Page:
Last modified: 2023-12-11 @ a185fa7

# Advent of Code 2023: Day 11

*This post is part of a series: Advent of Code 2023*

Code for solutions available on GitHub.

Still covid. Was slightly better a few hours ago, but getting worse from sitting at the computer. I probably shouldn’t be doing these puzzles. Or writing these posts.

## Cosmic Expansion

Thankfully, today was really simple. The input is a grid where some coordinates are marked. The twist is, every row and every column in the grid that does not have a mark, should actually be doubled. We then need to get the sum of the pairwise Manhattan distances of each possible pair of marked coordinates.

The first part of the solution is easy – iterate through all rows and columns of the grid, and save the marked coordinates in a vector, keeping track of which row and column indices contain no marks as you go.

Then, go through the list of coordinates, and add to their row index the number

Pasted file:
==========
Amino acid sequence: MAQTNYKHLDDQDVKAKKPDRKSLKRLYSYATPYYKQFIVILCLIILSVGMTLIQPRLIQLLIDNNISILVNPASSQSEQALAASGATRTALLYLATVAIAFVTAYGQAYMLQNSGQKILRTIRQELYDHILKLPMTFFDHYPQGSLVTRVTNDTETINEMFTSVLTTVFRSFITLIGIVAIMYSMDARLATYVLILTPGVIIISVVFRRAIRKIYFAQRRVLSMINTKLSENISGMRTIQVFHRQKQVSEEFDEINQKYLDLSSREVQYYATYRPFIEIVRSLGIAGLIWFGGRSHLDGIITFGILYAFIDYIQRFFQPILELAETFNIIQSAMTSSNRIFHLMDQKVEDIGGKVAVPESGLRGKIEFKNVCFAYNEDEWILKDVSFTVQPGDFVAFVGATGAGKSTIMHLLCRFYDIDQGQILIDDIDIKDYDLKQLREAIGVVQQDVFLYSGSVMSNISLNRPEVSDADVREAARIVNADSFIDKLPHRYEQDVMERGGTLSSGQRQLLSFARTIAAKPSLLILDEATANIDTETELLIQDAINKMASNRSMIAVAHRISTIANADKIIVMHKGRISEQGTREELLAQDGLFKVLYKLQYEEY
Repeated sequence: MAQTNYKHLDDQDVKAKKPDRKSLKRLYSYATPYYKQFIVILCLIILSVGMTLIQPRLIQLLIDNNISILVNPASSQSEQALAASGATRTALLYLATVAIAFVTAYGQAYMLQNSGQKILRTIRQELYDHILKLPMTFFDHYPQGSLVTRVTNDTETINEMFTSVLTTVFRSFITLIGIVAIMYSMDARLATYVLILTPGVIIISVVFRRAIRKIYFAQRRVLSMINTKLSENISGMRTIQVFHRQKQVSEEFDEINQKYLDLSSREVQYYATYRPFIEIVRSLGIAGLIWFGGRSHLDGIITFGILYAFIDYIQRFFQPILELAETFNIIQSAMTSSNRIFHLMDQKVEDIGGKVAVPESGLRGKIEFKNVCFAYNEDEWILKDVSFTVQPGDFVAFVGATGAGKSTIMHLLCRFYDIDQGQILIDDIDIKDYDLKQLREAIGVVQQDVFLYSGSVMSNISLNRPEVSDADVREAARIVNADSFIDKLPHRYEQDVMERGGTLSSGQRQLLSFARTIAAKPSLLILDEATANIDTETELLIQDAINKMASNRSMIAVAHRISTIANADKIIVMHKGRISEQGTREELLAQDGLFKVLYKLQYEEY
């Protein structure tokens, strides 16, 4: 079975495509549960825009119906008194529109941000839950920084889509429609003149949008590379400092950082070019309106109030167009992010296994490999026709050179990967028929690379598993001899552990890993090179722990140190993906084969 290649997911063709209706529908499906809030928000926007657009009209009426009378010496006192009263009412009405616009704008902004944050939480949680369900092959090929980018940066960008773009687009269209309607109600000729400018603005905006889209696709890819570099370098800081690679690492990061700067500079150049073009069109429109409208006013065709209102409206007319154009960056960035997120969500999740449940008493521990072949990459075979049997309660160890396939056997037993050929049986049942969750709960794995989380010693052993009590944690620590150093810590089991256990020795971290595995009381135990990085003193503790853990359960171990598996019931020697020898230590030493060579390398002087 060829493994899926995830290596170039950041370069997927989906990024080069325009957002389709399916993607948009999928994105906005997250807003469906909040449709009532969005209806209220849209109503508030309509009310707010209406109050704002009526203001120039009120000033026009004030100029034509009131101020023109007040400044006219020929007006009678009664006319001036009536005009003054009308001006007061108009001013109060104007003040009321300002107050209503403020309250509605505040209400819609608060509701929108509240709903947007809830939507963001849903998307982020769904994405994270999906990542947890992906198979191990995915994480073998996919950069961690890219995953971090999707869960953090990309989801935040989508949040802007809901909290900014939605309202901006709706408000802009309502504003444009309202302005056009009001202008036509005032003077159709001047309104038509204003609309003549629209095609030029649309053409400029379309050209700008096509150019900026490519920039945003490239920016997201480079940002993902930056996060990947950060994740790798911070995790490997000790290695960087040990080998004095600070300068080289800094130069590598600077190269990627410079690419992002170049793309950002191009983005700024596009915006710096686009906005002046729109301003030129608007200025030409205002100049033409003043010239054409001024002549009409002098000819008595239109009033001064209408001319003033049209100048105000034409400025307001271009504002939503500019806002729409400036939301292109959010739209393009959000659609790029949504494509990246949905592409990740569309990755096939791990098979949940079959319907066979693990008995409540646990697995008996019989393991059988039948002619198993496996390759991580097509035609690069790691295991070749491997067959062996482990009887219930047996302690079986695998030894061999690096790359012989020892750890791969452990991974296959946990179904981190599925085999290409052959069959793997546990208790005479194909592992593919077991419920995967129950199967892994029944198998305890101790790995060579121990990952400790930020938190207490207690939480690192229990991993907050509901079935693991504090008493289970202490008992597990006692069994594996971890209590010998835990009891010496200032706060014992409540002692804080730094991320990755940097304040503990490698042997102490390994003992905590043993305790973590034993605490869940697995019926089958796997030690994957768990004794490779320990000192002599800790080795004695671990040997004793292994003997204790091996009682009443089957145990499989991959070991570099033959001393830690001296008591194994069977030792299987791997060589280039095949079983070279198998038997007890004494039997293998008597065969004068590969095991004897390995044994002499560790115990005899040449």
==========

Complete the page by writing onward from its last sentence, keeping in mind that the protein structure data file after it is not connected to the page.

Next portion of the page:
of empty rows above them. Then add to their column index the number of empty
rows to the left of them. Once you have done this to all the galaxies (the
marked coordinates are galaxies in the lore), the solution is straightforward with the help of `Itertools::tuple_combinations`

:

```
galaxies
.iter()
.tuple_combinations()
.fold(0, |acc, (a, b)| acc + a.manhattan_distance(b))
```

### Part 2

For part 2, it turns out that each empty row or column shouldn’t be replaced
with 2 empty rows or columns, but a million. The solution from part 1 is simply
adapted by instead of adding the number of empties to each coordinate index, add
the number of empties times 999999 (one less than a million, such that the final
number of copies is one million). The solution is then exactly the same once you
have the `Vec`

of galaxies with adjusted coordinates.